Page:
The Court of Appeal Considers the Duty to Mitigate
A dismissed employee has a legal obligation to take reasonable steps to minimize the financial loss suffered as a result of their termination of employment. The legal term for this obligation is “the duty to mitigate”. It requires the dismissed employee to take reasonable steps to find comparable employment elsewhere.
The employer bears the evidentiary burden of proving that the employee failed to take reasonable steps to mitigate their damages.
In a wrongful dismissal action the dispute between the dismissed employee and employer often revolves around the whether the employee’s job search was reasonable and whether the employee failed to apply to comparable job positions.
A recent decision by the Ontario Court of Appeal in Maasland v. Toronto (City), 2016 ONCA 551 provides additional guidance as to what a reasonable search for “comparable” employment looks like in practice. In Massland the employer argued that the employee failed to take reasonable steps to mitigate her damages because she:
- did not apply for any positions outside of Toronto. In particular, the employer pointed to the fact that the employee did not apply for a position for which she was qualified in York Region because it was 50km from her home; and
- took time off her job search to attend the criminal trial of the individual accused of murdering her brother.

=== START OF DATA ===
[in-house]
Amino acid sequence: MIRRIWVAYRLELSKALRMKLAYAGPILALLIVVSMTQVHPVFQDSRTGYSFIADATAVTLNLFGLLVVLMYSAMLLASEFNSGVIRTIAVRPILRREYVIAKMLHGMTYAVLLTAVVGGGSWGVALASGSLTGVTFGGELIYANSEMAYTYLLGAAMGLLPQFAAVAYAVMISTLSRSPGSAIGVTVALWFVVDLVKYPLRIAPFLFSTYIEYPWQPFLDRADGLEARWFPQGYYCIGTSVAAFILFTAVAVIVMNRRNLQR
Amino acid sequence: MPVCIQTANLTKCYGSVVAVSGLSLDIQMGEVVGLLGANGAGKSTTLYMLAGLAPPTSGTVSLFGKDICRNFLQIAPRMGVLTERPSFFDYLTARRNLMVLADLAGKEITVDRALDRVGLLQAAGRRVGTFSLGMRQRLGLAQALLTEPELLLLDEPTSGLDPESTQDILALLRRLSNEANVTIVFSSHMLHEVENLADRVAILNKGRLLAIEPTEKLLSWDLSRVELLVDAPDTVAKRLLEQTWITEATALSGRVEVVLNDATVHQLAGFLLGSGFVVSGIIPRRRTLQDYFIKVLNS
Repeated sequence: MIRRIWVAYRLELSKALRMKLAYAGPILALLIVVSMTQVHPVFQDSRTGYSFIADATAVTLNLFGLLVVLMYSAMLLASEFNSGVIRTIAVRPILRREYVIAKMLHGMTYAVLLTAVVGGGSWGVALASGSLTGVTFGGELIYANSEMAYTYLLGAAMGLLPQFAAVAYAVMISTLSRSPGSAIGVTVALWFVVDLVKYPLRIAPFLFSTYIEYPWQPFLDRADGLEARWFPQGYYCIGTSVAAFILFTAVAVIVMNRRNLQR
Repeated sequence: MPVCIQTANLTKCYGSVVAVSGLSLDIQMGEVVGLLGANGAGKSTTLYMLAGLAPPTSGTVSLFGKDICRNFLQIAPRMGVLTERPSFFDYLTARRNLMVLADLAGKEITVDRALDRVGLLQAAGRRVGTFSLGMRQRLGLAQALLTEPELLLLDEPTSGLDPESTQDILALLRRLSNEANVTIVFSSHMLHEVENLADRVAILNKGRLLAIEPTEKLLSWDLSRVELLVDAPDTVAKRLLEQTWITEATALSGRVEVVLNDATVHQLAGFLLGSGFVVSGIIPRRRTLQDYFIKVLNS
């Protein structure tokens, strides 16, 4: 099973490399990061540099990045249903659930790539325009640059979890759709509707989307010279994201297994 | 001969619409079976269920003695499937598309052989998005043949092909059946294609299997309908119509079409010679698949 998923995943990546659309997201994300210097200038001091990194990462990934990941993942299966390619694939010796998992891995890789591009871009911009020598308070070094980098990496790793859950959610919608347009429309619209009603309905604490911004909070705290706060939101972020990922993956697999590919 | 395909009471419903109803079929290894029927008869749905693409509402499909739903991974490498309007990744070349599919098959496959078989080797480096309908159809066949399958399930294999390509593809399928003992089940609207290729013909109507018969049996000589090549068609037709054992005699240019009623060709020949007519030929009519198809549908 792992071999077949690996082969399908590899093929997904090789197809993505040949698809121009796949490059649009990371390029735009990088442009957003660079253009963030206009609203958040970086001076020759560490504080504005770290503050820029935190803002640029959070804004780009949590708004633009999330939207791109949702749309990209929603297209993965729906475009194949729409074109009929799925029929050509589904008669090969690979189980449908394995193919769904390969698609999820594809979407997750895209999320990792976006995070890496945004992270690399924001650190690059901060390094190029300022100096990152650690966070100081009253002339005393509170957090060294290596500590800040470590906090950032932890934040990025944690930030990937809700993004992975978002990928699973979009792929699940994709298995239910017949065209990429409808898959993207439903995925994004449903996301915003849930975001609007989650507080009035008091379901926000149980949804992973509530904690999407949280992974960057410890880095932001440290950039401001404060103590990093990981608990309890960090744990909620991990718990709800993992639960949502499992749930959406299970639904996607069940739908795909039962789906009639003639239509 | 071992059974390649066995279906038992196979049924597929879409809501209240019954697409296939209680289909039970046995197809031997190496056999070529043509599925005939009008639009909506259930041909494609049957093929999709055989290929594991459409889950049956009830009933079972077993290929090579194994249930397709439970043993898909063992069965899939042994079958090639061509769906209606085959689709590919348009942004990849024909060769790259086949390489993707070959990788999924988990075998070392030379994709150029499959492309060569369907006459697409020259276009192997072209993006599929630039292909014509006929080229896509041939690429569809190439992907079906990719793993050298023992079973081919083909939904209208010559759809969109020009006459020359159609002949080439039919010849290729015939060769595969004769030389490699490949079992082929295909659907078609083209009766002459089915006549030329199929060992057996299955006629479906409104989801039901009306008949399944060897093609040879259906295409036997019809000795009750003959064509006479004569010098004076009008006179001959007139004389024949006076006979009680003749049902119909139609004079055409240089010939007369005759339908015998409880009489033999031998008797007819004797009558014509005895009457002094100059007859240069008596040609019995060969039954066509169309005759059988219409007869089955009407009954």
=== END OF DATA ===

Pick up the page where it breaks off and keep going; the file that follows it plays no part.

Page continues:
The Court of Appeal firmly rejected both submissions.
Dealing with the argument that the employee had not acted reasonably when she failed to seek employment outside of Toronto the Court wrote, “the motion judge’s conclusion on this issue comes even close to being a palpable and overriding error”.
The Court of Appeal similarly dismissed the employer’s suggestion that the dismissed employee’s family tragedy had contributed towards her failure to obtain new employment writing:
…there is absolutely nothing wrong with the (employee), dismissed from a 25-year position at age 58, including planned attendance at the trial relating to the murder of her brother as a contextual factor in her search for a new position.”
Maasland is another example of the extremely high bar placed in front of an employer who attempts to argue that a dismissed employee has failed to mitigate his or her damages.